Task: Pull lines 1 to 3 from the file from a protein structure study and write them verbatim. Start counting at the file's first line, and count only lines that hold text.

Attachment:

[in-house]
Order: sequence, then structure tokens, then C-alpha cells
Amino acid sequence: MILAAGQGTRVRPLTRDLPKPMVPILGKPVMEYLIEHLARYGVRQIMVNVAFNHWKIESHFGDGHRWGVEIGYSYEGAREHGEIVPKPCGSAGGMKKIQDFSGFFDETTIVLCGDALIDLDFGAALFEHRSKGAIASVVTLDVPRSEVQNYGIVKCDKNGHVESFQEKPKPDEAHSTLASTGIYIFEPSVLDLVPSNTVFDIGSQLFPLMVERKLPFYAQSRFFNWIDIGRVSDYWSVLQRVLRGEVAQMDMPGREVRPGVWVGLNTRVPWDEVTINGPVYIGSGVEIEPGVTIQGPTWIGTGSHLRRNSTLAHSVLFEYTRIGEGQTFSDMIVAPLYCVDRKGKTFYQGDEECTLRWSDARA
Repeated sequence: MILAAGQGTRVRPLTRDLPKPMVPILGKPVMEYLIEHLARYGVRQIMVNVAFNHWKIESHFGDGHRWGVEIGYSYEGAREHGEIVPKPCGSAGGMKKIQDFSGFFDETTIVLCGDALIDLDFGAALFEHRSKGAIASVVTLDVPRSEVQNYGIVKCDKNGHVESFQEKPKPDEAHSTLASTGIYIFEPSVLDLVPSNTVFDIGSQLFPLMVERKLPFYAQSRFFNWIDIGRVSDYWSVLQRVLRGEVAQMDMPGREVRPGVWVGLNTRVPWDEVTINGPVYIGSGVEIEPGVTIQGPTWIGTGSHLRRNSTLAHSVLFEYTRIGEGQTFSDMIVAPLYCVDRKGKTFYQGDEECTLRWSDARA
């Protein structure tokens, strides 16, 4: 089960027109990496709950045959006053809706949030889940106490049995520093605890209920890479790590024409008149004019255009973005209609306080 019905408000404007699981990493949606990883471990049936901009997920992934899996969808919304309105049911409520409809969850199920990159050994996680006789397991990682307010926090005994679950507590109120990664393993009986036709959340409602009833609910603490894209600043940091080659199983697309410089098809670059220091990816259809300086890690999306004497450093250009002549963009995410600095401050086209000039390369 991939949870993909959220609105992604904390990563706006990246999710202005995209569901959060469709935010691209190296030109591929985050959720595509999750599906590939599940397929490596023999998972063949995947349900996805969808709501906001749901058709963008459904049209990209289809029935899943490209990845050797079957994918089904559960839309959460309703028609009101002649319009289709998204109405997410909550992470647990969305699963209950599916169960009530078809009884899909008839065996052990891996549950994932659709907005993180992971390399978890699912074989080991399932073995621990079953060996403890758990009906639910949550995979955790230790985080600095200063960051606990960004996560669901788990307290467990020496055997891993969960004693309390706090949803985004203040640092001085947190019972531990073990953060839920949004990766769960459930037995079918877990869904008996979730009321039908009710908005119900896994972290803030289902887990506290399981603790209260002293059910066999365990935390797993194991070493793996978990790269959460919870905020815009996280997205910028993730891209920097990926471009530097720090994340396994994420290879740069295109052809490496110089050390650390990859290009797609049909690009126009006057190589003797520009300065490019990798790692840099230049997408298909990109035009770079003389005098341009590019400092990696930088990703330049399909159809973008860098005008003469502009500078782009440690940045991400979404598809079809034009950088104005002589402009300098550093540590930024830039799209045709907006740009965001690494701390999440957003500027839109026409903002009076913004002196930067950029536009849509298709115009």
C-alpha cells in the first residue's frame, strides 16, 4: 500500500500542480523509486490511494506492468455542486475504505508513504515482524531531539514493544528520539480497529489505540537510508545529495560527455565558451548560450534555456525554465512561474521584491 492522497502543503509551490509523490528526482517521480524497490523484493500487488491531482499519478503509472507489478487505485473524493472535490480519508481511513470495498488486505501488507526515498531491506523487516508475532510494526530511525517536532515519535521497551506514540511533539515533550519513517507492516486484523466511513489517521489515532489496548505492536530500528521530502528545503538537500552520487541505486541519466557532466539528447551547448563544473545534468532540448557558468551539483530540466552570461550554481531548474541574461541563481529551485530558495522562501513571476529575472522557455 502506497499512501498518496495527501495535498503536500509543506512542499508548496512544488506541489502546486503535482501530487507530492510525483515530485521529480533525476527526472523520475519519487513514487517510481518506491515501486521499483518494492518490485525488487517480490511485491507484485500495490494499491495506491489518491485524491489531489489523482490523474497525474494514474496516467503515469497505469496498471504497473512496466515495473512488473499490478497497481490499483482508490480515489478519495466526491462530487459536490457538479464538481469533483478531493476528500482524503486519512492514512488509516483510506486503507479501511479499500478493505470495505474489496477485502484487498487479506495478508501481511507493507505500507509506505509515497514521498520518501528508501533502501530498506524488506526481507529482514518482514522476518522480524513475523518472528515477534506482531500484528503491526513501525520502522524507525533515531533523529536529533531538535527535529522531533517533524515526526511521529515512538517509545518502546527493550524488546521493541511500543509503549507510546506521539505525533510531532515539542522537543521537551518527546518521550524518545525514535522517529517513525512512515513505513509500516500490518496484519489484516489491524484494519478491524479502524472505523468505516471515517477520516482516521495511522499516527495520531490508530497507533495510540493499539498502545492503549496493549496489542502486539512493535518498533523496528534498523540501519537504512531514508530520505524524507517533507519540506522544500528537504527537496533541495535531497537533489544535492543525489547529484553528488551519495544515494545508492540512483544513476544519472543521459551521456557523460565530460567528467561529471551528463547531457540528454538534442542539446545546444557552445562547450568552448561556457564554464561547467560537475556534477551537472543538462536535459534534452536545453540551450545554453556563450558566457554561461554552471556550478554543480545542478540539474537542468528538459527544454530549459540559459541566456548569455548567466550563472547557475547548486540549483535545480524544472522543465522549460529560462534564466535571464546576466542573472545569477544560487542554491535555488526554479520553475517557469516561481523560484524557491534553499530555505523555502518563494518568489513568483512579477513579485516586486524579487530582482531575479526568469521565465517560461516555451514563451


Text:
[in-house]
Order: sequence, then structure tokens, then C-alpha cells
Amino acid sequence: MILAAGQGTRVRPLTRDLPKPMVPILGKPVMEYLIEHLARYGVRQIMVNVAFNHWKIESHFGDGHRWGVEIGYSYEGAREHGEIVPKPCGSAGGMKKIQDFSGFFDETTIVLCGDALIDLDFGAALFEHRSKGAIASVVTLDVPRSEVQNYGIVKCDKNGHVESFQEKPKPDEAHSTLASTGIYIFEPSVLDLVPSNTVFDIGSQLFPLMVERKLPFYAQSRFFNWIDIGRVSDYWSVLQRVLRGEVAQMDMPGREVRPGVWVGLNTRVPWDEVTINGPVYIGSGVEIEPGVTIQGPTWIGTGSHLRRNSTLAHSVLFEYTRIGEGQTFSDMIVAPLYCVDRKGKTFYQGDEECTLRWSDARA